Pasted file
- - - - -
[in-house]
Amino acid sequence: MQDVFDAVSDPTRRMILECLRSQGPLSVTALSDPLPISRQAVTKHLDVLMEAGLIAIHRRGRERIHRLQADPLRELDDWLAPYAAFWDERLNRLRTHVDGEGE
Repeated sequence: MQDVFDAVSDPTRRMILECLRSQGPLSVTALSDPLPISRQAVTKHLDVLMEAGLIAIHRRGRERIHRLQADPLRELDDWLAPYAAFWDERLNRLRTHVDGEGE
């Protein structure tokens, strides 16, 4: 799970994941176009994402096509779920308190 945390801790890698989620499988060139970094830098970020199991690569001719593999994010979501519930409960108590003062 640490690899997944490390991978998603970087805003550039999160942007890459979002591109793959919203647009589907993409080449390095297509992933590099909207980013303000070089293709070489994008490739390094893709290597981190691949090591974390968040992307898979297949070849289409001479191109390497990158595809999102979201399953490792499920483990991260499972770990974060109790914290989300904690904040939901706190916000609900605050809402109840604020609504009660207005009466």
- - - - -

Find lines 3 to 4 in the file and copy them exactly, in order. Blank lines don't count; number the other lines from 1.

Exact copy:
Repeated sequence: MQDVFDAVSDPTRRMILECLRSQGPLSVTALSDPLPISRQAVTKHLDVLMEAGLIAIHRRGRERIHRLQADPLRELDDWLAPYAAFWDERLNRLRTHVDGEGE
């Protein structure tokens, strides 16, 4: 799970994941176009994402096509779920308190 945390801790890698989620499988060139970094830098970020199991690569001719593999994010979501519930409960108590003062 640490690899997944490390991978998603970087805003550039999160942007890459979002591109793959919203647009589907993409080449390095297509992933590099909207980013303000070089293709070489994008490739390094893709290597981190691949090591974390968040992307898979297949070849289409001479191109390497990158595809999102979201399953490792499920483990991260499972770990974060109790914290989300904690904040939901706190916000609900605050809402109840604020609504009660207005009466």